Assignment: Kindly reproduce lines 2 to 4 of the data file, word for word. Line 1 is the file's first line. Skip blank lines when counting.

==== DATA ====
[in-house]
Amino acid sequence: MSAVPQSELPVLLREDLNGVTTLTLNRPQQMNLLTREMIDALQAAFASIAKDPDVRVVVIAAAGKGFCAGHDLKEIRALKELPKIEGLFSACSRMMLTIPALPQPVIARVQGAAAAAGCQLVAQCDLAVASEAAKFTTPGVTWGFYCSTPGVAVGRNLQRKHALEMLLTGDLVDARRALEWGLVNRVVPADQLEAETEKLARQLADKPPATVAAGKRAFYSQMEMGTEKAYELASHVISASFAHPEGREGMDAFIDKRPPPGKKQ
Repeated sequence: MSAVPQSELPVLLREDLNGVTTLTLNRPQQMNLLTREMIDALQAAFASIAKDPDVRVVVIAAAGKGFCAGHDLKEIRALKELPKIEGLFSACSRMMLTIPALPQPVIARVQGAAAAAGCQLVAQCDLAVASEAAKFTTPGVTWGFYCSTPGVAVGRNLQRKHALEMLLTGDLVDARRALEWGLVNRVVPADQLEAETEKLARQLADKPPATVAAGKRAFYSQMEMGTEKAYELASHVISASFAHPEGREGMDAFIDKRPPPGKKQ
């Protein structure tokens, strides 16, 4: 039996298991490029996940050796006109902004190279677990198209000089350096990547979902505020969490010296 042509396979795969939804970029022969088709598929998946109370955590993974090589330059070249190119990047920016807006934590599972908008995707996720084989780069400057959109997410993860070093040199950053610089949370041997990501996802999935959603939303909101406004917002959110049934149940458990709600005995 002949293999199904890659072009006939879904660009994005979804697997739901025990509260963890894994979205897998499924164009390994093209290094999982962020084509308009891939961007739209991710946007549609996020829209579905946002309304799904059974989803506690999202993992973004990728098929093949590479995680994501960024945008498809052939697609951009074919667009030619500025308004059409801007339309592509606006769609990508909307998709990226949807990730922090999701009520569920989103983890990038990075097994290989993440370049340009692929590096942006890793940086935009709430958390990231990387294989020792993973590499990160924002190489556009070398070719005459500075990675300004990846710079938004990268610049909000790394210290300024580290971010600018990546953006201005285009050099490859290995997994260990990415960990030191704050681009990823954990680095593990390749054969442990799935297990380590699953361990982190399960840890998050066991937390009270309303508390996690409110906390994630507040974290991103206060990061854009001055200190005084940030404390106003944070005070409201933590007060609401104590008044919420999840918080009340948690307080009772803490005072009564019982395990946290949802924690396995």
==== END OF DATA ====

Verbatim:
Amino acid sequence: MSAVPQSELPVLLREDLNGVTTLTLNRPQQMNLLTREMIDALQAAFASIAKDPDVRVVVIAAAGKGFCAGHDLKEIRALKELPKIEGLFSACSRMMLTIPALPQPVIARVQGAAAAAGCQLVAQCDLAVASEAAKFTTPGVTWGFYCSTPGVAVGRNLQRKHALEMLLTGDLVDARRALEWGLVNRVVPADQLEAETEKLARQLADKPPATVAAGKRAFYSQMEMGTEKAYELASHVISASFAHPEGREGMDAFIDKRPPPGKKQ
Repeated sequence: MSAVPQSELPVLLREDLNGVTTLTLNRPQQMNLLTREMIDALQAAFASIAKDPDVRVVVIAAAGKGFCAGHDLKEIRALKELPKIEGLFSACSRMMLTIPALPQPVIARVQGAAAAAGCQLVAQCDLAVASEAAKFTTPGVTWGFYCSTPGVAVGRNLQRKHALEMLLTGDLVDARRALEWGLVNRVVPADQLEAETEKLARQLADKPPATVAAGKRAFYSQMEMGTEKAYELASHVISASFAHPEGREGMDAFIDKRPPPGKKQ
């Protein structure tokens, strides 16, 4: 039996298991490029996940050796006109902004190279677990198209000089350096990547979902505020969490010296 042509396979795969939804970029022969088709598929998946109370955590993974090589330059070249190119990047920016807006934590599972908008995707996720084989780069400057959109997410993860070093040199950053610089949370041997990501996802999935959603939303909101406004917002959110049934149940458990709600005995 002949293999199904890659072009006939879904660009994005979804697997739901025990509260963890894994979205897998499924164009390994093209290094999982962020084509308009891939961007739209991710946007549609996020829209579905946002309304799904059974989803506690999202993992973004990728098929093949590479995680994501960024945008498809052939697609951009074919667009030619500025308004059409801007339309592509606006769609990508909307998709990226949807990730922090999701009520569920989103983890990038990075097994290989993440370049340009692929590096942006890793940086935009709430958390990231990387294989020792993973590499990160924002190489556009070398070719005459500075990675300004990846710079938004990268610049909000790394210290300024580290971010600018990546953006201005285009050099490859290995997994260990990415960990030191704050681009990823954990680095593990390749054969442990799935297990380590699953361990982190399960840890998050066991937390009270309303508390996690409110906390994630507040974290991103206060990061854009001055200190005084940030404390106003944070005070409201933590007060609401104590008044919420999840918080009340948690307080009772803490005072009564019982395990946290949802924690396995």